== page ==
Listing of My Cases
I am including links to the 15 formal cases that I investigated that resulted in $35,072,500 in fines, six individuals suspended from the industry, two individuals barred from the industry, three problematic firms removed from the industry1.
Each link* sends you to the public document that details the violations and facts of each case.
This list does not include at least seven other cases I was lead investigator or manager on that are still in progress as either formal cases, cases in settlement negotiations, or cases going to a hearing. I strongly believe that each of these nine cases will result in six to seven figure fines, and that a number of these cases will result in individual suspensions and bars and at least one to two firms being barred from the industry for fraud2.
- Brown Brothers Harriman & Co. - $8,000,000 fine and one individual was suspended for six months and personally fined $25,000 (Case Number 2013035821401).
- BMA Securities - $325,000 fine and one individual, Burt Martin Arnold, was suspended for one month and personally fined $20,000 (Case Number 2010023220502).
- Capital Guardian, LLC - $125,000 fine and one individual was suspended for three months and personally fined $5,000 (Case Number 2013035775302).
- Convergex Execution Solutions LLC - $3,000,000 fine (Case Number 2014040667001).
- Credit Suisse Securities LLC - $16,500,000 fine (Case Number 2013038726101).
- First Allied Securities - One individual suspended and personally fined $7,500 (Case Number 2013035076201).
- Geoffrey Richards Securities Corp. - $40,000 fine (Case Number 2012030485701).
- Glendale Securities - Complaint alleging fraud and market manipulation, unlawful resale of securities, anti-money laundering violations, and supervisory deficiencies. Sanctions pending a settlement or hearing (Case Number 2016049565901).
- Merriman Capital, Inc. - Expelled from the industry.
- Scottsdale Capital Advisors Corporation - $1,500,000 fine, one individual barred in all capacities, and two individuals each suspended for two years and each personally fined $50,000 (Case Number 2014041724601 - OHO Decision and NAC decision from appeal which holds all findings).
- Tradestation Securities, Inc. - $200,000 fine (Case Number 2010023934201).
- UBS Securities and UBS Financial Services - $5,000,000 fine (2012034427001).
- Underhill Securities and Frank Underhill - The firm withdrew its registration in the financial industry and Frank Underhill was barred in all capacities.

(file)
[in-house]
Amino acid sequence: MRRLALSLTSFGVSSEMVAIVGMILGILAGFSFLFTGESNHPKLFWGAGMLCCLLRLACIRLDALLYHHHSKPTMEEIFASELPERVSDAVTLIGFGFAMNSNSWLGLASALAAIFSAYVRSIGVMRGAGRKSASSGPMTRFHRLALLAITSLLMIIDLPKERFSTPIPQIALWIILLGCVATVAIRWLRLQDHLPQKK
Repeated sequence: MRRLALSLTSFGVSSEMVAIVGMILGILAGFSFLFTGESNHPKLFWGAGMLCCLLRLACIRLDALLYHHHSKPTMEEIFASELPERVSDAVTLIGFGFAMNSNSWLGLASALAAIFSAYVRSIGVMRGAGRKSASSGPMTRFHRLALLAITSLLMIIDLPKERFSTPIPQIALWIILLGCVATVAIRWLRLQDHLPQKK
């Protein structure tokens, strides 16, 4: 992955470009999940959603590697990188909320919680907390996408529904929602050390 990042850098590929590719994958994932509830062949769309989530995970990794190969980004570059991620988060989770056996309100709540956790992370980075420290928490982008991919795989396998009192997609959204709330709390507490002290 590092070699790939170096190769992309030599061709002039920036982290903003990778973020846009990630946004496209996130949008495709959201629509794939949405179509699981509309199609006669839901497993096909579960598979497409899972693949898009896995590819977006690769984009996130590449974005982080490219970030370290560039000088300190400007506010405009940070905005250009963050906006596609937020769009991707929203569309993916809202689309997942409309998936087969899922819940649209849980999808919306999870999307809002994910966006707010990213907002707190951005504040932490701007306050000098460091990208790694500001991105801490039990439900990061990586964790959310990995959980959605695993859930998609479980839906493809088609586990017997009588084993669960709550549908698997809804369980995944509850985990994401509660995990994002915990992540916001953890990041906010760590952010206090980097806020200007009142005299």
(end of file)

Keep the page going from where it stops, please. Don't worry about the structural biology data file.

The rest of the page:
- VectorGlobal WMG, Inc. - $125,000 fine (Case Number 2011029215701).
Time Well Spent
My seven years at FINRA were an incredible experience where I was constantly challenged to produce results and rid the industry of bad actors and firms, and I can only thank my bosses and teammates for teaching me and leading me throughout this entire journey.
I worked to protect the financial markets for seven years, and I hope that my results and unblemished record give my potential clients reason to trust my integrity and help remove the corrupt, unethical, and unjust people inhabiting their financial world.
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1 - Of course, I realized the role (and failures) that financial regulators had in the financial crisis. One of the essential publications in the aftermath of the crisis was the SEC’s report Investigation of Failure of the SEC to Uncover Bernard Madoff’s Ponzi Scheme, something I later recommended our new examiners at FINRA read to understand the failures. I also thoroughly enjoyed Joe Nocera and Bethany McLean’s All the Devils Are Here (an article I cited in this post, “Blundering Herd,” is an excerpt from this book) and Alan S. Binder’s After the Music Stopped: The Financial Crisis, The Response, and the Work Ahead, but no book was a better account and simplified explanation of the crash and its causes than Michael Lewis’ The Big Short.
2 - The reason I highlight formal cases as opposed to all of the informal cases I worked on is that the amount of work on a formal case is notably larger than an informal case. Additionally, a formal case is significantly harder to accomplish because it involves developing a case from nothing by obtaining evidence of wrongdoing, deposing all of the individuals involved and/or responsible, drafting a report to our attorneys detailing the entire investigation and what rules were allegedly broken, and then if a case does not settle, preparing for and partaking in a hearing. A formal case usually take years to cross the finish line.
3 - When the results of these cases become public, I will update this post accordingly.